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Robinson: Zimmer's Criticism 'Definitely Means He Cares'

MANKATO, Minn. — Edmond Robinson doesn't mind when Vikings Head Coach Mike Zimmer gets on him a bit after a mistake.

Coming from Newberry College, a small Division II school in South Carolina, the Vikings linebacker said tough coaching is just what he needs to make progress.

"That definitely means he cares," Robinson said of Zimmer's criticism. "He just wants you to go out there and do your best and give it all you've got."

Despite the harsh love, Zimmer recently singled out Robinson for another reason — his strong play to open training camp.

Zimmer said the 24-year-old, a seventh-round pick in 2015, has been progressing well and has a potentially bright future.

"He's just basically understanding things a lot more," Zimmer said. "He lines up good and can play a couple different positions, but he's powerful when he takes on a block, he's fast (and has) quick twitch.

"He's come an awful long way and he keeps getting better every day," Zimmer added. "I think he has a chance to be a really good linebacker someday. It may not be now, but he's a great worker."

Robinson said he appreciated Zimmer's praise but added he was simply focused on getting better each day. He said his strength is matching up with slot receivers and tight ends in the passing game.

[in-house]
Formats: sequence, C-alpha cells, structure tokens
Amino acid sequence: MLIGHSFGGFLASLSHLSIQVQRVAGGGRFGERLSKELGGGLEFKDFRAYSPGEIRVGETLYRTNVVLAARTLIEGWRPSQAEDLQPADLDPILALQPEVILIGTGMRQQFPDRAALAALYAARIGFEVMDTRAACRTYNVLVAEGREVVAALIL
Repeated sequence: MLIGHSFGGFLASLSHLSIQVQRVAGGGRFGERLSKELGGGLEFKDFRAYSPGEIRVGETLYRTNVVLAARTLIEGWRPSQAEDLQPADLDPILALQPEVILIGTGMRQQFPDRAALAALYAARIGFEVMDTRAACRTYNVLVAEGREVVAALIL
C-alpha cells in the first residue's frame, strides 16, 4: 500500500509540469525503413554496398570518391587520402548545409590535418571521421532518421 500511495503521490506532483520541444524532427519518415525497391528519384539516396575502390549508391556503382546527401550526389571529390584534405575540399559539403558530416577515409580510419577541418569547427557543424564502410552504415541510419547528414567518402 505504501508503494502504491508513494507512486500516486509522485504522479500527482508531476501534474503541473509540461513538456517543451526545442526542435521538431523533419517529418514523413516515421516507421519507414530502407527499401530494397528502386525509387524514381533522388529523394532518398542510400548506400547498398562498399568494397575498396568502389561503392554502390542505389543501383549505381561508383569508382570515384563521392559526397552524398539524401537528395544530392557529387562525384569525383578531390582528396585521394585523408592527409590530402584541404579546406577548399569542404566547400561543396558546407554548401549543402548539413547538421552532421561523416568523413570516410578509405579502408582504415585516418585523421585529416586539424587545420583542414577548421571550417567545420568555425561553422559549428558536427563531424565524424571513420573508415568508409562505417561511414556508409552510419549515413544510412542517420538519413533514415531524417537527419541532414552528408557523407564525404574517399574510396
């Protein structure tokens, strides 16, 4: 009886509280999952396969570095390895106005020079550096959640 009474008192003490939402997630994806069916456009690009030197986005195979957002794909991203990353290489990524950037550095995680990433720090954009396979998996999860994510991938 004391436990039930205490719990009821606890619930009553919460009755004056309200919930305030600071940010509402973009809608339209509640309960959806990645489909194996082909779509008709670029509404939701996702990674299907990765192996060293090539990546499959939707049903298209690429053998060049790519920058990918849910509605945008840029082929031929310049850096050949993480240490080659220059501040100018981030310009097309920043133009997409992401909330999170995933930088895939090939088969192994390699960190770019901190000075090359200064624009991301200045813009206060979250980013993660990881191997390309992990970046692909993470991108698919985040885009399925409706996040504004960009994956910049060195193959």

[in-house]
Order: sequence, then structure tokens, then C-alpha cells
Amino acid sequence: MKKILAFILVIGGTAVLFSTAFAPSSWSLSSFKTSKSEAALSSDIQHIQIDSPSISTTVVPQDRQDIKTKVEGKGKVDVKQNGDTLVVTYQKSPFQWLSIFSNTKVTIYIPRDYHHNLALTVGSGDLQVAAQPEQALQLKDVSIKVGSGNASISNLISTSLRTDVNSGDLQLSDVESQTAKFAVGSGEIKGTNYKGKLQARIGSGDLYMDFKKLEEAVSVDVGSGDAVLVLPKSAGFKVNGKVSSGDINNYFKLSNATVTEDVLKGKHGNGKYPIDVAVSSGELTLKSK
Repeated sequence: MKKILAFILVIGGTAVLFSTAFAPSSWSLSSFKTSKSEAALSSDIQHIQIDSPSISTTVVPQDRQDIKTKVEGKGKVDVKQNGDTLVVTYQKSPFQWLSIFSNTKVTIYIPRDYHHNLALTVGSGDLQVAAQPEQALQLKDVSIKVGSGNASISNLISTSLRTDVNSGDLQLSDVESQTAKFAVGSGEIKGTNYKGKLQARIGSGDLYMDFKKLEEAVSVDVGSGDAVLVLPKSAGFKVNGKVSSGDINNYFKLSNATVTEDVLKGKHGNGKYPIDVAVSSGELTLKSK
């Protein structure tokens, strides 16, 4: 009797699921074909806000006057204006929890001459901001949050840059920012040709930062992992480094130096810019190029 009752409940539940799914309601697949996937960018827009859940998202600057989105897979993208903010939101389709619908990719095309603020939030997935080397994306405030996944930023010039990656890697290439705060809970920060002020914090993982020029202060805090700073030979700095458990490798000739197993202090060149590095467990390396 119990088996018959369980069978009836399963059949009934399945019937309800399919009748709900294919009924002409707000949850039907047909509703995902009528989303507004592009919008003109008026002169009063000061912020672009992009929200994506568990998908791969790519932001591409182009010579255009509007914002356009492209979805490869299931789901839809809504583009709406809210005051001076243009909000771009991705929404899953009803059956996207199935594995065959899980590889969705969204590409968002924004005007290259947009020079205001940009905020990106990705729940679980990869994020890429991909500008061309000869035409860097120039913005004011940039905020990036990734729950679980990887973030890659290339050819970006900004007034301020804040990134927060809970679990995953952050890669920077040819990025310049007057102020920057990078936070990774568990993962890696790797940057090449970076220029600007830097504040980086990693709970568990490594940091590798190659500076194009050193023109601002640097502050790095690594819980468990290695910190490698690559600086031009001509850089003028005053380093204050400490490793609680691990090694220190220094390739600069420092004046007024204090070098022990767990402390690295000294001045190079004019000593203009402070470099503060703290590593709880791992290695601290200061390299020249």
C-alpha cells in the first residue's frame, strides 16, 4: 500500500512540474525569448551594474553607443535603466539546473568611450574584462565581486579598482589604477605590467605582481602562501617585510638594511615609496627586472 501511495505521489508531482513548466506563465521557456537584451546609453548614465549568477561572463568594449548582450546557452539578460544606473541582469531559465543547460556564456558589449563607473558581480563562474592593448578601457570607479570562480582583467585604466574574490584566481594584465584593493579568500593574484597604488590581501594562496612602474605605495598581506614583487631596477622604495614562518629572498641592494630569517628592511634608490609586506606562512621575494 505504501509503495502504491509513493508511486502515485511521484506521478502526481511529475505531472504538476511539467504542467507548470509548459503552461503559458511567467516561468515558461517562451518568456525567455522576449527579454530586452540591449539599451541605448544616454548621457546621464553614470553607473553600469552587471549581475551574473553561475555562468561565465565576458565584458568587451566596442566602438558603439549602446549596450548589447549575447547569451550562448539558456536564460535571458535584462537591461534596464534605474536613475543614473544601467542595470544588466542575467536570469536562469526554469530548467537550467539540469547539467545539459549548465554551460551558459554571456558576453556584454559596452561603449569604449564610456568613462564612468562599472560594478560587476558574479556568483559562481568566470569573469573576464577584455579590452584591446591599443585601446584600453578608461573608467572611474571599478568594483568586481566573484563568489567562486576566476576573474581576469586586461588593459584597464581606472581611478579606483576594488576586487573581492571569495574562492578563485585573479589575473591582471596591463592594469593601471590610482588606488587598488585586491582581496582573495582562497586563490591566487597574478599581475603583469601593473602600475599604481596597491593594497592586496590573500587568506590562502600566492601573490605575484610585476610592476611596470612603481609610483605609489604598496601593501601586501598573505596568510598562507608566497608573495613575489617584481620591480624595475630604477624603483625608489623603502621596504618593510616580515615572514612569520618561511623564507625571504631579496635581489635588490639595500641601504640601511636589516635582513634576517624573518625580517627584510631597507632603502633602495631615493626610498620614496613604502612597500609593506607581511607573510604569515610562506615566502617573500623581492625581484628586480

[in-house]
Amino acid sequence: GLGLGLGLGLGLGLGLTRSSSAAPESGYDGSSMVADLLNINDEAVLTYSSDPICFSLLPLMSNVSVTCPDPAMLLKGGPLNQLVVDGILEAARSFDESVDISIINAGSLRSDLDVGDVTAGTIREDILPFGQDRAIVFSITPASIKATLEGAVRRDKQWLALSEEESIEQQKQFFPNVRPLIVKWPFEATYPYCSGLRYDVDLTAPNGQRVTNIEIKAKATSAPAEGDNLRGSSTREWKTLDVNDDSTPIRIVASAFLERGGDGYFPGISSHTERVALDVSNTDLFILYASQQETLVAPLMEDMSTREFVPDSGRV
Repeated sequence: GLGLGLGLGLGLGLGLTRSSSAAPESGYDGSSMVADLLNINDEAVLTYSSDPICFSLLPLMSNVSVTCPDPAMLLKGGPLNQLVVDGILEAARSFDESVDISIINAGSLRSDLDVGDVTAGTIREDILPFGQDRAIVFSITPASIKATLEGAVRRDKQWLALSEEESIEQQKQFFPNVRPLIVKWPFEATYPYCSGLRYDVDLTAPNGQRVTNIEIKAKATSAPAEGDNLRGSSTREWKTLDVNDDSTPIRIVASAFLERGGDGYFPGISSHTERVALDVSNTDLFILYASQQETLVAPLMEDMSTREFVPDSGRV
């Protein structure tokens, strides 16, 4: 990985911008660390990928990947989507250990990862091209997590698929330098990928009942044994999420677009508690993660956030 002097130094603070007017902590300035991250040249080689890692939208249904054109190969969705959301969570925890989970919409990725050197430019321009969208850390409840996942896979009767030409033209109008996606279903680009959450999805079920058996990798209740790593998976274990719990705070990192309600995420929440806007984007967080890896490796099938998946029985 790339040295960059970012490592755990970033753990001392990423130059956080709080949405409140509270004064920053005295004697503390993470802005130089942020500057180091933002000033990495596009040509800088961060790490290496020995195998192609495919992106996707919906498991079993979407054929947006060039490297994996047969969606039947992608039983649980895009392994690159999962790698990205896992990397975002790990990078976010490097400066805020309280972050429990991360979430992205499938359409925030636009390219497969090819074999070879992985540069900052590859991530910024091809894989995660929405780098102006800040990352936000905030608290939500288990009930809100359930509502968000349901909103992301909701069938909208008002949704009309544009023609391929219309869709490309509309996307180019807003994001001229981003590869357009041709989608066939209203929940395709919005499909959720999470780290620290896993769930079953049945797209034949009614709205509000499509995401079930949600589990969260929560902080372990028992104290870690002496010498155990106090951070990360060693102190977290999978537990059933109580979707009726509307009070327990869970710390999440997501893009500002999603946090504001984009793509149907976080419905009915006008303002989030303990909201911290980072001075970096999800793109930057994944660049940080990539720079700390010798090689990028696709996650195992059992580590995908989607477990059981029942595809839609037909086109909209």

The linebacker has lined up on both the weak and strong side of the position, and said he feels like he's on a different page than his first training camp a year ago.

"I'm more comfortable now, and when you're comfortable you can play better," Robinson said. "I'm out here just finishing every play, running to the ball every play (because) you never know what could happen out there when the ball is in the air."

Hard work has certainly helped Robinson catch Zimmer's eye, but the linebacker also showed many what he could do last season when he started a pair of games while appearing in nine total.

The Vikings haven't had a linebacker start all 16 games since 2013 when Chad Greenway did it, meaning there might be opportunities for playing time for Robinson again this season.

Robinson tallied nine tackles in his two starts, gaining experience that he said was invaluable.

"You never know what's going to happen out here," Robinson said. "The best thing and only thing you can do is prepare each day and wait on that turn.

"It definitely gave me more confidence and showed me that the coaches thought that I was (well) suited to play in those games," he added. "For them to give me that chance to get in there and play, I was ready to go."

Munnerlyn using experience to his advantage

Only eight players on the Vikings have more seasons in the NFL than Captain Munnerlyn has racked up.

The nickel cornerback, who is entering his third season in purple and eighth in the NFL, said that the longevity and experience certainly helps players such as himself and cornerback Terence Newman fend off younger players aiming for more playing time.